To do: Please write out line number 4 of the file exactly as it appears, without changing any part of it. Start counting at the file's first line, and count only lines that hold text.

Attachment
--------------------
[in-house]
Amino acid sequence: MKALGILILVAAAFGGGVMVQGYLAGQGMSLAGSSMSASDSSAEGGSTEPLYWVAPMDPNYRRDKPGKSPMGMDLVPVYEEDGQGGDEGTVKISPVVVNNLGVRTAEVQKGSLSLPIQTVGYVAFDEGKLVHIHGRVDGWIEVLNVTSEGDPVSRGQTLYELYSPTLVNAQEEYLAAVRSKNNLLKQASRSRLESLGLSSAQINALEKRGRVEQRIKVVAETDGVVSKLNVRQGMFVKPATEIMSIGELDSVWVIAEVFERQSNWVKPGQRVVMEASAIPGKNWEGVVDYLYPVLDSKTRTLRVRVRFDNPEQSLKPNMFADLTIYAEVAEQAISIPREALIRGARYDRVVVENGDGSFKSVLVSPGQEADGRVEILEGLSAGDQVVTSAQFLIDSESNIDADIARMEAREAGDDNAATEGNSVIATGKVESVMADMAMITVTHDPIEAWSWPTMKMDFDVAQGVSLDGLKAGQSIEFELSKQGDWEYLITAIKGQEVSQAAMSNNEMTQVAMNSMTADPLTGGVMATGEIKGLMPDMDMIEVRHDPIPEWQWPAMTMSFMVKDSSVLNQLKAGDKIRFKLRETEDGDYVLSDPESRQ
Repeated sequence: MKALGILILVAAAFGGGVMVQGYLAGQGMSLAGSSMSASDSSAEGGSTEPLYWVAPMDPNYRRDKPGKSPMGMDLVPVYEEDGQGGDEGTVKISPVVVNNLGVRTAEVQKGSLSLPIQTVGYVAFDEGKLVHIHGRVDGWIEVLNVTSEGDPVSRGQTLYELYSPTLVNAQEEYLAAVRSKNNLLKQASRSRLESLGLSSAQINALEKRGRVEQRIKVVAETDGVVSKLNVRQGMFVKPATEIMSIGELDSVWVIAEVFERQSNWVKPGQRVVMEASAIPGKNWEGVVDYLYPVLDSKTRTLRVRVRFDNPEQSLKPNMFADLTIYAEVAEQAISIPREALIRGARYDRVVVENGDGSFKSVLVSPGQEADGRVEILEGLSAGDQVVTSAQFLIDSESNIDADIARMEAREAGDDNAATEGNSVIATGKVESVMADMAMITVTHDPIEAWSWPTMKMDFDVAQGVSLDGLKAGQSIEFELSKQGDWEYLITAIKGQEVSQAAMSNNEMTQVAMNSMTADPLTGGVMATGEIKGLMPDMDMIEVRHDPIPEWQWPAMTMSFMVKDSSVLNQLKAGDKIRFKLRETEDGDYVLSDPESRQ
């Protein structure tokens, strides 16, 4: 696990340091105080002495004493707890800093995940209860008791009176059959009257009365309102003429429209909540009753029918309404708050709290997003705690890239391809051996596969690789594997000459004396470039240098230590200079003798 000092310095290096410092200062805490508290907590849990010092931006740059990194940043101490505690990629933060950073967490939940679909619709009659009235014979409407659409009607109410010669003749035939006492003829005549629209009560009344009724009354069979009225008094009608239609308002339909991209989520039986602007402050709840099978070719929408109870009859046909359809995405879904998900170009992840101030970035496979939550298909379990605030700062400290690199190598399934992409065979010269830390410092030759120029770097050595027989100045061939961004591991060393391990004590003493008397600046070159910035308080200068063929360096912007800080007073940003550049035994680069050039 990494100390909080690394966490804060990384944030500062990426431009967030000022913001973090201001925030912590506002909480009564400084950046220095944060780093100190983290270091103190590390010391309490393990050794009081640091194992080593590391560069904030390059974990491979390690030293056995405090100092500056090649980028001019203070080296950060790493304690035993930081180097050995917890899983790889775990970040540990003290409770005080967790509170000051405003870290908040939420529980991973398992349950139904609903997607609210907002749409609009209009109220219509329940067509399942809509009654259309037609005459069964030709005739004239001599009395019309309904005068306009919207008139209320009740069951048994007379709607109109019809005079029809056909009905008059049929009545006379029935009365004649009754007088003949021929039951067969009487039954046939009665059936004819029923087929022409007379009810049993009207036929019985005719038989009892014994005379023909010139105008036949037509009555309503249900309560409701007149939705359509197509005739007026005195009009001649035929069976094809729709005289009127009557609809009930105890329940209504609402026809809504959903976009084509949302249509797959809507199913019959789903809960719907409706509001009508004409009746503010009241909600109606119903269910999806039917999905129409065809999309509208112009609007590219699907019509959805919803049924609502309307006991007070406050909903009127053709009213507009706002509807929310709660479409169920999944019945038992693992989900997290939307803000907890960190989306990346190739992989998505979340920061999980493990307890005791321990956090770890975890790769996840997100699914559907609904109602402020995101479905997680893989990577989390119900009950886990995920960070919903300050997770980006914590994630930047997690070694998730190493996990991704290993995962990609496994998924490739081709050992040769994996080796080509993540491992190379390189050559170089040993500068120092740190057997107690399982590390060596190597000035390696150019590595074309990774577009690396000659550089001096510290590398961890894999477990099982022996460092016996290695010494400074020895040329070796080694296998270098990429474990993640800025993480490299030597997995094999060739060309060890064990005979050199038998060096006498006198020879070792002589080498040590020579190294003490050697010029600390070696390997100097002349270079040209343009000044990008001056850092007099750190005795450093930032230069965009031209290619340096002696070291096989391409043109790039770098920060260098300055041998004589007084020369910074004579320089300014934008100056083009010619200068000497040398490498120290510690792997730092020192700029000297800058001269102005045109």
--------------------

């Protein structure tokens, strides 16, 4: 696990340091105080002495004493707890800093995940209860008791009176059959009257009365309102003429429209909540009753029918309404708050709290997003705690890239391809051996596969690789594997000459004396470039240098230590200079003798 000092310095290096410092200062805490508290907590849990010092931006740059990194940043101490505690990629933060950073967490939940679909619709009659009235014979409407659409009607109410010669003749035939006492003829005549629209009560009344009724009354069979009225008094009608239609308002339909991209989520039986602007402050709840099978070719929408109870009859046909359809995405879904998900170009992840101030970035496979939550298909379990605030700062400290690199190598399934992409065979010269830390410092030759120029770097050595027989100045061939961004591991060393391990004590003493008397600046070159910035308080200068063929360096912007800080007073940003550049035994680069050039 990494100390909080690394966490804060990384944030500062990426431009967030000022913001973090201001925030912590506002909480009564400084950046220095944060780093100190983290270091103190590390010391309490393990050794009081640091194992080593590391560069904030390059974990491979390690030293056995405090100092500056090649980028001019203070080296950060790493304690035993930081180097050995917890899983790889775990970040540990003290409770005080967790509170000051405003870290908040939420529980991973398992349950139904609903997607609210907002749409609009209009109220219509329940067509399942809509009654259309037609005459069964030709005739004239001599009395019309309904005068306009919207008139209320009740069951048994007379709607109109019809005079029809056909009905008059049929009545006379029935009365004649009754007088003949021929039951067969009487039954046939009665059936004819029923087929022409007379009810049993009207036929019985005719038989009892014994005379023909010139105008036949037509009555309503249900309560409701007149939705359509197509005739007026005195009009001649035929069976094809729709005289009127009557609809009930105890329940209504609402026809809504959903976009084509949302249509797959809507199913019959789903809960719907409706509001009508004409009746503010009241909600109606119903269910999806039917999905129409065809999309509208112009609007590219699907019509959805919803049924609502309307006991007070406050909903009127053709009213507009706002509807929310709660479409169920999944019945038992693992989900997290939307803000907890960190989306990346190739992989998505979340920061999980493990307890005791321990956090770890975890790769996840997100699914559907609904109602402020995101479905997680893989990577989390119900009950886990995920960070919903300050997770980006914590994630930047997690070694998730190493996990991704290993995962990609496994998924490739081709050992040769994996080796080509993540491992190379390189050559170089040993500068120092740190057997107690399982590390060596190597000035390696150019590595074309990774577009690396000659550089001096510290590398961890894999477990099982022996460092016996290695010494400074020895040329070796080694296998270098990429474990993640800025993480490299030597997995094999060739060309060890064990005979050199038998060096006498006198020879070792002589080498040590020579190294003490050697010029600390070696390997100097002349270079040209343009000044990008001056850092007099750190005795450093930032230069965009031209290619340096002696070291096989391409043109790039770098920060260098300055041998004589007084020369910074004579320089300014934008100056083009010619200068000497040398490498120290510690792997730092020192700029000297800058001269102005045109």